On making samplers (of various kinds)


Most of the samplers people see today are decorative recreations of old ones. But a lot of early samplers weren’t intended for home furnishings: they were a practical record of techniques and approaches, as well as proof of the maker’s ability to use them.


A textbook (of literary devices, of art techniques, of embroidery stitches) is handy, of course.

But a roll of linen (or a dedicated sketchbook, or a file of deliberate writing exercises) goes so much further. It is a handy guide, yes, but it’s also a method for processing information from elsewhere, for knowing what it looks like when you do it to your ability and taste, of measuring that ability over time, of knowing your materials, collecting the particular approaches that you like and vividly recalling the approaches that didn’t work for you.


Covering ground

And beyond that, it’s a way of training your hands, of finding out your voice, of keeping your hands busy in quiet moments, and — sometimes — of creating a pleasing object after all.


A variety of oceans

Thoughts/exercises for artists and writers

  • Consider how you approach exercises and activities. Could you collect them into an ongoing sampler of some kind? A running document of scraps or book of creative approaches that you’ve found particularly useful? A sketchbook dedicated just to collecting watercolour textures, or treatments of bark, or clouds, or (when the times allow), people? A roll of stitch samples? Could you start a long-term one, or keep a book for just a week?
  • It’s also a nice way to dip into something you’d like to learn or be better at. Is there another medium (digital or oil or lino) you’ve wanted to try, or another genre, or something you need to know about for writing research? Or just something new and soothing you’ve idly been interested in.
  • Consider when you can work on these things? Samplers often fit into the interstices of a day — a way to keep hands busy when talking or listening or watching, something that can be picked up between activities without any pressure of date or scale or being finished, a way to follow your curiousity.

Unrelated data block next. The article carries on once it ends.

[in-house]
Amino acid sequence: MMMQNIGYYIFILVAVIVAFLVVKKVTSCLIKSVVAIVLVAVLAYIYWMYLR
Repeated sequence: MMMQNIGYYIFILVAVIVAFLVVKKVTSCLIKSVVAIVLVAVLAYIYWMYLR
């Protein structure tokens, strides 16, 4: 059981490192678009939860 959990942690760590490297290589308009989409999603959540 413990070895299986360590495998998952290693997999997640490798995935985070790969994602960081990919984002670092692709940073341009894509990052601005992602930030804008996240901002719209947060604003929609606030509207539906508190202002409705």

• Imagine you are illustrating or writing a scene in which your character meets (or is) a Person Who Makes Things: a blacksmith, perhaps, or a seamstress, or a fly-fisherman. Sketch a quick outline of the scene and setting (in words or pictures). Now consider the process by which that Person Who Makes Things learned and practises their trade: samplers? master-pieces? a little trophy-wall of examples? And what does that show about them — do they love or hate their trade, work on it for joy or duty, are their samples utilitarian or whimsical? Add a few of those details to the scene, and see what it does to the texture and character of the story.

Art process: The Darkest Part of the Forest

I was delighted to have the chance to design a header and ornaments for a rerelease of Holly Black’s The Darkest Part of the Forest.


2019 edition, cover art by Sean Freeman, design by Karina Granda

Lately, I’ve been appreciating decorative illustrations more than I used to, and it was lovely to just spend the time designing faery swords and choosing leaves.


The header itself was an intriguing proposition. It was to be a specific object/scene from the book — the glass coffin in the forest. Glass coffins are their own challenge, of course, but for other single-header books (e.g. Holly’s Modern Faerie Tales trilogy) I’ve tried to pick images that are less specific and more broadly representative of elements of the book.


Holly has a very particular gift for combining the wondrous with the mundane, in this scene no less than others. Capturing the weeds and rubbish as well as the coffin and its occupant was a delicate balance.

It was also a slightly different style of drawing to my usual more 2d representations. This needed a dark forest to nestle into, as well as an ornamental frame.

Here are the completed pencils, to use as a base for the final drawing — you can see where I was moving things around digitally (e.g. the fox) as well as swapping tree sketches outs for different effects..


I decided to experiment with more hatching, just because — in this case, leaving out the outlines in the background (which I am usually all about).

Here is the final ink drawing, as it appears in the book.


And a sword (and an epigraph, which Holly also always chooses beautifully).


Exercises for illustrators and writers (from the perspective of the illustrator):

  • How much of an image can you show without outlines? How much of a scene can you write only by describing the background?
  • Think of a book (a favourite, or your own). Design a single iconic/thematic image that would work as an ornament to introduce all the chapters.
  • Find a single decorative image (the Public Domain Review is a good start — search ornament or browse around) that could work as a chapter header for a hypothetical book. Extrapolate from that to work out what sort of book it might be. In a book tuned to that image, what would the action/adventure chapters be like? What mood would the reflective sections have? What crises and reversals would happen in a book that could be summed up in that picture? Is this an image that necessitates the presence of a prologue?